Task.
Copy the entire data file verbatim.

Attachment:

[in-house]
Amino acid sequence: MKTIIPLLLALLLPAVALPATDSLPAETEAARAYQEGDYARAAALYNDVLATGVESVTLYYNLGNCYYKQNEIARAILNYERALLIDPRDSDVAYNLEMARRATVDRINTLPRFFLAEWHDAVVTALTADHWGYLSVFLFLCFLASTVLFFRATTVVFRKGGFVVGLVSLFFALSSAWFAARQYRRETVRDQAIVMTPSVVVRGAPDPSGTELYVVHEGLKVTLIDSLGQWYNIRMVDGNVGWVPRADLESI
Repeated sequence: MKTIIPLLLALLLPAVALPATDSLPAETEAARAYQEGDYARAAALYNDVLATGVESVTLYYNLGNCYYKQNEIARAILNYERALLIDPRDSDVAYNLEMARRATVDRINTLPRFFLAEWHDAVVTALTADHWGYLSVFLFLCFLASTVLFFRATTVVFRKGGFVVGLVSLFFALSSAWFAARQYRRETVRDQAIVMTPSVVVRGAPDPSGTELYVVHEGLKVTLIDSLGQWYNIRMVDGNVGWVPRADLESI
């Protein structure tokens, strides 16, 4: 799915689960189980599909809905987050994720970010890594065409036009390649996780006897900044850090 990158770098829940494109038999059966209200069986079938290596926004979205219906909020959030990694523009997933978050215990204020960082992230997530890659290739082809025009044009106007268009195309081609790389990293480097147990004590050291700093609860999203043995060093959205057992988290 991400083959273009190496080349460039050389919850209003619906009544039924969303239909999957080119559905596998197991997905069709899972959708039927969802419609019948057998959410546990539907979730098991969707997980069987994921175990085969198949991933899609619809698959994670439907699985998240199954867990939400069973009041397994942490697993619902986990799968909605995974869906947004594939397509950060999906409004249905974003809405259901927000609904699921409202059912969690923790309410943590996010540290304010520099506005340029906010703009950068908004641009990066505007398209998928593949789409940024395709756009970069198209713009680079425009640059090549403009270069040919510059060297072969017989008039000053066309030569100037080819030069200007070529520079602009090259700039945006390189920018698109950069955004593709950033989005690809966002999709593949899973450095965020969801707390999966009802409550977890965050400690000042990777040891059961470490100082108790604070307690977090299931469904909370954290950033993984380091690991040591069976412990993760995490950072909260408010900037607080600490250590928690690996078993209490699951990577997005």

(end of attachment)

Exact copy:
[in-house]
Amino acid sequence: MKTIIPLLLALLLPAVALPATDSLPAETEAARAYQEGDYARAAALYNDVLATGVESVTLYYNLGNCYYKQNEIARAILNYERALLIDPRDSDVAYNLEMARRATVDRINTLPRFFLAEWHDAVVTALTADHWGYLSVFLFLCFLASTVLFFRATTVVFRKGGFVVGLVSLFFALSSAWFAARQYRRETVRDQAIVMTPSVVVRGAPDPSGTELYVVHEGLKVTLIDSLGQWYNIRMVDGNVGWVPRADLESI
Repeated sequence: MKTIIPLLLALLLPAVALPATDSLPAETEAARAYQEGDYARAAALYNDVLATGVESVTLYYNLGNCYYKQNEIARAILNYERALLIDPRDSDVAYNLEMARRATVDRINTLPRFFLAEWHDAVVTALTADHWGYLSVFLFLCFLASTVLFFRATTVVFRKGGFVVGLVSLFFALSSAWFAARQYRRETVRDQAIVMTPSVVVRGAPDPSGTELYVVHEGLKVTLIDSLGQWYNIRMVDGNVGWVPRADLESI
């Protein structure tokens, strides 16, 4: 799915689960189980599909809905987050994720970010890594065409036009390649996780006897900044850090 990158770098829940494109038999059966209200069986079938290596926004979205219906909020959030990694523009997933978050215990204020960082992230997530890659290739082809025009044009106007268009195309081609790389990293480097147990004590050291700093609860999203043995060093959205057992988290 991400083959273009190496080349460039050389919850209003619906009544039924969303239909999957080119559905596998197991997905069709899972959708039927969802419609019948057998959410546990539907979730098991969707997980069987994921175990085969198949991933899609619809698959994670439907699985998240199954867990939400069973009041397994942490697993619902986990799968909605995974869906947004594939397509950060999906409004249905974003809405259901927000609904699921409202059912969690923790309410943590996010540290304010520099506005340029906010703009950068908004641009990066505007398209998928593949789409940024395709756009970069198209713009680079425009640059090549403009270069040919510059060297072969017989008039000053066309030569100037080819030069200007070529520079602009090259700039945006390189920018698109950069955004593709950033989005690809966002999709593949899973450095965020969801707390999966009802409550977890965050400690000042990777040891059961470490100082108790604070307690977090299931469904909370954290950033993984380091690991040591069976412990993760995490950072909260408010900037607080600490250590928690690996078993209490699951990577997005």